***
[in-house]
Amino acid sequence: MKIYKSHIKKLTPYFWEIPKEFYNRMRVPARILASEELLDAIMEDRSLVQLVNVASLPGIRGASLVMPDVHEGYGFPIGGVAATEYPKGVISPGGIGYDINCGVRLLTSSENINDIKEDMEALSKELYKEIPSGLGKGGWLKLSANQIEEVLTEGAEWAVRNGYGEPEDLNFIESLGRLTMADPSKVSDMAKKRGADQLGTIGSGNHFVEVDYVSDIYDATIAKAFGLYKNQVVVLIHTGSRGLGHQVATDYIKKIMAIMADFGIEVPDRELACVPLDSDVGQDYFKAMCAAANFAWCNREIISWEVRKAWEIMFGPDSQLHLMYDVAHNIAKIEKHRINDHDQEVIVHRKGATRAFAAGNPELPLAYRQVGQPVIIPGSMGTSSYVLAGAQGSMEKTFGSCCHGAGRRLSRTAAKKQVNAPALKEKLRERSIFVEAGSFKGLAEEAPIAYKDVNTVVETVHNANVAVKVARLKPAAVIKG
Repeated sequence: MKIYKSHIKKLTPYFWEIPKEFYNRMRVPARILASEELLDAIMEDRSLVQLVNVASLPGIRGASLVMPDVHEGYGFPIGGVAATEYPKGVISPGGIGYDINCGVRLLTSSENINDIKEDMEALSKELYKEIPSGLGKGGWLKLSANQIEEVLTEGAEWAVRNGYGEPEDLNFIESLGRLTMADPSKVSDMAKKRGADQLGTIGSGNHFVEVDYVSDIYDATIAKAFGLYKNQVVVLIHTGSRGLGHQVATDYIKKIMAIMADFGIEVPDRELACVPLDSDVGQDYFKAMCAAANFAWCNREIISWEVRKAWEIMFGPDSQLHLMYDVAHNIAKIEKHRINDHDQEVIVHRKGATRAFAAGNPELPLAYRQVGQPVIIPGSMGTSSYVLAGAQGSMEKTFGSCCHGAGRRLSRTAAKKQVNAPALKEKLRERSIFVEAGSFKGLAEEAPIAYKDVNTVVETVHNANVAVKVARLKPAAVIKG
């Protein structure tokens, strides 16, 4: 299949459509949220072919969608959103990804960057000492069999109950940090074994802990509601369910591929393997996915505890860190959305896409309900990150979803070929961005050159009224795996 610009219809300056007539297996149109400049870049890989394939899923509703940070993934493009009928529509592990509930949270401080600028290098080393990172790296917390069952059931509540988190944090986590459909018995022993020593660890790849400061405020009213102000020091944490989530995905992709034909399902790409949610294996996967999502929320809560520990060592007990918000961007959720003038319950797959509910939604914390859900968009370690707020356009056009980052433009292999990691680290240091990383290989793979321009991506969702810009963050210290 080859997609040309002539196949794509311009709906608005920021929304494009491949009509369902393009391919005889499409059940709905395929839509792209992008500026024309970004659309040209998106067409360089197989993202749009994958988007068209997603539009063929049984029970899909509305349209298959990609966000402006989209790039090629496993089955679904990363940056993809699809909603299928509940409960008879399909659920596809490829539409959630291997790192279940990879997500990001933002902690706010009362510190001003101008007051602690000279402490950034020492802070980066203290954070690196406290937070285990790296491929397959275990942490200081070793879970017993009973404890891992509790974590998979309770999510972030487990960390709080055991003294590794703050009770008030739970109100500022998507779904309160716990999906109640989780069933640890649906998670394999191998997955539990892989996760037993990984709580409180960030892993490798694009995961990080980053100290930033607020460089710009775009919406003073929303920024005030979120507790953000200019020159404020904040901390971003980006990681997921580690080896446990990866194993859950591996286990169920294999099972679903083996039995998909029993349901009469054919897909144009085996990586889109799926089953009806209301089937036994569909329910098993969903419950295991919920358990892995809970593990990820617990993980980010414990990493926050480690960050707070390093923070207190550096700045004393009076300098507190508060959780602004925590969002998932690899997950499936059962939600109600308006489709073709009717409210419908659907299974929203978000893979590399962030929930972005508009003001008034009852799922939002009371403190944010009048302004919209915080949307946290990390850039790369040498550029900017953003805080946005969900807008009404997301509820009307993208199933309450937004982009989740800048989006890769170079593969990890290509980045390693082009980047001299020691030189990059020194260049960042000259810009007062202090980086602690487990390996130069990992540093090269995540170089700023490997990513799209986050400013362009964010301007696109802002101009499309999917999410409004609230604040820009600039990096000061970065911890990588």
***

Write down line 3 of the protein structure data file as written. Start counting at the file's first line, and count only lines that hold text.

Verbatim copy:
Repeated sequence: MKIYKSHIKKLTPYFWEIPKEFYNRMRVPARILASEELLDAIMEDRSLVQLVNVASLPGIRGASLVMPDVHEGYGFPIGGVAATEYPKGVISPGGIGYDINCGVRLLTSSENINDIKEDMEALSKELYKEIPSGLGKGGWLKLSANQIEEVLTEGAEWAVRNGYGEPEDLNFIESLGRLTMADPSKVSDMAKKRGADQLGTIGSGNHFVEVDYVSDIYDATIAKAFGLYKNQVVVLIHTGSRGLGHQVATDYIKKIMAIMADFGIEVPDRELACVPLDSDVGQDYFKAMCAAANFAWCNREIISWEVRKAWEIMFGPDSQLHLMYDVAHNIAKIEKHRINDHDQEVIVHRKGATRAFAAGNPELPLAYRQVGQPVIIPGSMGTSSYVLAGAQGSMEKTFGSCCHGAGRRLSRTAAKKQVNAPALKEKLRERSIFVEAGSFKGLAEEAPIAYKDVNTVVETVHNANVAVKVARLKPAAVIKG